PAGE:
Funds Hub

Money managers under the microscope

Oaktree’s Marks takes aim at industry fee-for-all

August 25, 2009
Fund management fees are not necessarily too high — just too uniform, veteran investment manager Howard Marks told Reuters. 

The infamous “2 and 20″ scheme once reserved for a few stars is now the standard. Master and mediocre managers alike charge the same top-tier prices. Yet 2 percent fees for assets under management plus 20 percent of a fund’s profits should be exceptional pay for the best managers, he said, not the rule. 

“Pricing in the investment management business was very uniform, and it shouldn’t be,” said Howard Marks, chairman of Oaktree Capital Management, a Los Angeles firm that manages $60 billion alternative investments. “If markets are working right, different things have different prices.” 

howard_marksMarks, who recently told Reuters the biggest distressed bargains were already behind us, observed investors during the good times didn’t asset themselves when negotiating terms with fund managers since they didn’t want to risk missing out on the gains. 

In a recent “Chairman’s Memo” to investors, Marks observed incentive fees “should go only to managers with the skill needed to add enough to returns to more than offset the fees.” To illustrate, he noted a credit hedge fund charging 2 and 20 fees would have to earn a 16-3/8 percent gross return to achieve the same net results as a fund generating 12 percent return but charging a 0.5 percent fee.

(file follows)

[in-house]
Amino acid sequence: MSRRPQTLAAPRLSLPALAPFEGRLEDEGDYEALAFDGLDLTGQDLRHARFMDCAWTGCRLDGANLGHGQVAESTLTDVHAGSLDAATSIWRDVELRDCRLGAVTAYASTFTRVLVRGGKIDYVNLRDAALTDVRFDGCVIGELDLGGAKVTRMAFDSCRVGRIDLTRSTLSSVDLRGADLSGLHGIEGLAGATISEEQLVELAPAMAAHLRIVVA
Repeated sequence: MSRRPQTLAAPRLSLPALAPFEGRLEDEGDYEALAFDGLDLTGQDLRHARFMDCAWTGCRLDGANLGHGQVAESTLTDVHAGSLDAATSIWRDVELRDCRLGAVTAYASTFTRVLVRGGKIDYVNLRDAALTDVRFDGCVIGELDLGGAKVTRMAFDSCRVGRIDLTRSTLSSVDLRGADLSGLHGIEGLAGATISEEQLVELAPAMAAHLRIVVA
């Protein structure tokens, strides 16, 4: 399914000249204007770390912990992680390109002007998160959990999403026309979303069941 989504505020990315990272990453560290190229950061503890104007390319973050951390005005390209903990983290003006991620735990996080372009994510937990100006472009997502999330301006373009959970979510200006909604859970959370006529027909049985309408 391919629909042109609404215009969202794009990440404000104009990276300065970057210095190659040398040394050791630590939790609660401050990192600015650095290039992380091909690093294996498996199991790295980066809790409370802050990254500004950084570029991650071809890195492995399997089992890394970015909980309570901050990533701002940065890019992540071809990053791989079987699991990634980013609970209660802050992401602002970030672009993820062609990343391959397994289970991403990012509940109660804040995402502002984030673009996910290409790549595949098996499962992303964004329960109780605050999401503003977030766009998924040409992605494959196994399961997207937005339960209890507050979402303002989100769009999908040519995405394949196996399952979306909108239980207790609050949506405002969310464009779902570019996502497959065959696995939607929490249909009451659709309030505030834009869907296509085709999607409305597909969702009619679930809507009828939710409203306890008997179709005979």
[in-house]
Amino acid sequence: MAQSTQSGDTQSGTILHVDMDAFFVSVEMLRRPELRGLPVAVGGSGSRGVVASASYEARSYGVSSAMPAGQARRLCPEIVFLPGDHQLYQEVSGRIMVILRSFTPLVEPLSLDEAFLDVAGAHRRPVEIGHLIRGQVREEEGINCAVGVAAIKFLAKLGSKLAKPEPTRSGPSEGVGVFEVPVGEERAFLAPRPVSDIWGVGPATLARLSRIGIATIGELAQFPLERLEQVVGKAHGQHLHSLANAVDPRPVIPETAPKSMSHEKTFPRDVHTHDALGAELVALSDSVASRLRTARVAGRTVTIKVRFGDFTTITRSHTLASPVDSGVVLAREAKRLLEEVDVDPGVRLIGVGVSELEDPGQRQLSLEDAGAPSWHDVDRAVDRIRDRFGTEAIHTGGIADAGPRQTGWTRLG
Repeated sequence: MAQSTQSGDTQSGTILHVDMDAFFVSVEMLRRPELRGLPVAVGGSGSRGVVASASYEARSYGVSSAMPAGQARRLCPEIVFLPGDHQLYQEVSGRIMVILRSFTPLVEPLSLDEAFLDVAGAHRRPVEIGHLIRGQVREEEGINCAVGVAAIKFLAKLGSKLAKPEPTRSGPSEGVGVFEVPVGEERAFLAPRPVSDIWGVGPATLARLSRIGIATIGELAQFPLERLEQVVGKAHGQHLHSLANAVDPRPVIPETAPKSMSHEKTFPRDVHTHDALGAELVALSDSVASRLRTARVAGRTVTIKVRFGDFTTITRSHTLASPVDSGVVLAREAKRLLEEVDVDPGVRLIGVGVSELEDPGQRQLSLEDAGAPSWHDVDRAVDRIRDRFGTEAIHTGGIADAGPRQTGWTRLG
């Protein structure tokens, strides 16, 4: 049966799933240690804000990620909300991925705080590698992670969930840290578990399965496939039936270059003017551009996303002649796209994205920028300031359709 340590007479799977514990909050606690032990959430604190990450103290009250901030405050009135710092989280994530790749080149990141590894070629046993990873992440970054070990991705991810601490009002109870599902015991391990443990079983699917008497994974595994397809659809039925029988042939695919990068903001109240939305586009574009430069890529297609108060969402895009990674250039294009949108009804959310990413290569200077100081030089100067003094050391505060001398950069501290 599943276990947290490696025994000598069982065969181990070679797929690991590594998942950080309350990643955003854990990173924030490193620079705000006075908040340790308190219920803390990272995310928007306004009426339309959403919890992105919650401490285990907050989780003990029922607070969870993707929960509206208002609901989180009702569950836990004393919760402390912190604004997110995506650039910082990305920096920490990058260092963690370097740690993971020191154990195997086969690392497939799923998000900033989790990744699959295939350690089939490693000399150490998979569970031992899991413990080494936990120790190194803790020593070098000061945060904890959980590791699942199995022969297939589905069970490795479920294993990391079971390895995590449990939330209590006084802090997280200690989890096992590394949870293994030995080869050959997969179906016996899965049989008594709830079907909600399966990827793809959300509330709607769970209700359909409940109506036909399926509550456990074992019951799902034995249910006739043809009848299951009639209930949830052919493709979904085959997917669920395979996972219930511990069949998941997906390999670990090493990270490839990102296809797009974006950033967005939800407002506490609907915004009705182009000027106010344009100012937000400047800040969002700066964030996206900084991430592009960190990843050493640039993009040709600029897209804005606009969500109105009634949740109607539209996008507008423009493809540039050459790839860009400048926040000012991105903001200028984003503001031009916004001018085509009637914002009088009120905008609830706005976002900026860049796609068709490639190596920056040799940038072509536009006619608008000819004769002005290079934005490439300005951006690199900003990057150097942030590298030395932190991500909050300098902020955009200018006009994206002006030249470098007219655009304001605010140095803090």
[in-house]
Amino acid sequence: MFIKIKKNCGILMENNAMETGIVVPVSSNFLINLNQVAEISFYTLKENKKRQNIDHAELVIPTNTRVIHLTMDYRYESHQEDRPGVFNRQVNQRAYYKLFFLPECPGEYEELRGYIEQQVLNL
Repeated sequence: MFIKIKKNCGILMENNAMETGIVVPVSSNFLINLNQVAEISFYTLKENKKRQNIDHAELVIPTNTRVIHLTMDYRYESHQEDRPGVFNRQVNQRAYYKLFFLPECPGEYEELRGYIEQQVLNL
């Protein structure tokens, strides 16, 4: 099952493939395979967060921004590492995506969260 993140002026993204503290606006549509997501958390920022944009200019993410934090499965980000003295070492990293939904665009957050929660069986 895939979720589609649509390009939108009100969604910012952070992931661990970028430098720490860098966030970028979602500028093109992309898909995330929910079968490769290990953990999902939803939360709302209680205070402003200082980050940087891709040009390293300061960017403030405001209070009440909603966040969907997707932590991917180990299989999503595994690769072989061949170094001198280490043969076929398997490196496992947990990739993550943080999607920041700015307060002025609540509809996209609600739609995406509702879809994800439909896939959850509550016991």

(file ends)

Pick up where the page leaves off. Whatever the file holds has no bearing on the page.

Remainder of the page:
The hedge fund manager has to outperform his rival by 36 percent more, ideally without taking more risk or piling on leverage. “How many managers in a given asset class can generate this incremental 36 percent other than through an increase in risk? A few? Perhaps. The majority? Never,” he wrote. “Thus, incentive fee arrangements should be exceptional, but they’re not.” If fund managers sold cars, Cadillacs and clunkers would all boast the same price tag. 

Yet the financial crisis of the past two years has prompted investors to reexamine the fees they pay and the results they get. Some big investors, including public pensions in California and Utah announced they would renegotiate their terms. Still, contesting fees us tricky. Many of top performing hedge funds won’t budge, so investors wind up with an adverse selection of discounted but under-performing funds. 

“The differences between investment managers are so large it’s unlikely that a fee discount will make an inferior investment manager the right choice,” he sad. “You probably wouldn’t choose between surgeons based on price.”


Many hedge fund managers think they can defy the principles of financial gravity and they claim to offer guaranteed fund performance, irrespective of market conditions.

The greedy fools and irresponsible pension fund managers that actually invest in these HFs are really at fault. By paying a 2% management fee, you are simply encouraging management at the fund to preocupy itself with growing its Assets Under Management instead of focusing on returns. By increasing size, not only are managers raking in fees, but also making it more difficult on themselves to find profitable opportunities. The fee structure is counterproductive.

However, there will always be a manager who claims to have found the goose that lays the golden eggs. SAC was charging a 50% performance fee at one point (and may still be). Who wouldn´t pay a 50% fee to someone who promises to double your money in 5 years?

The reality is that those promises can never be made and the golden goose doesn´t exist.

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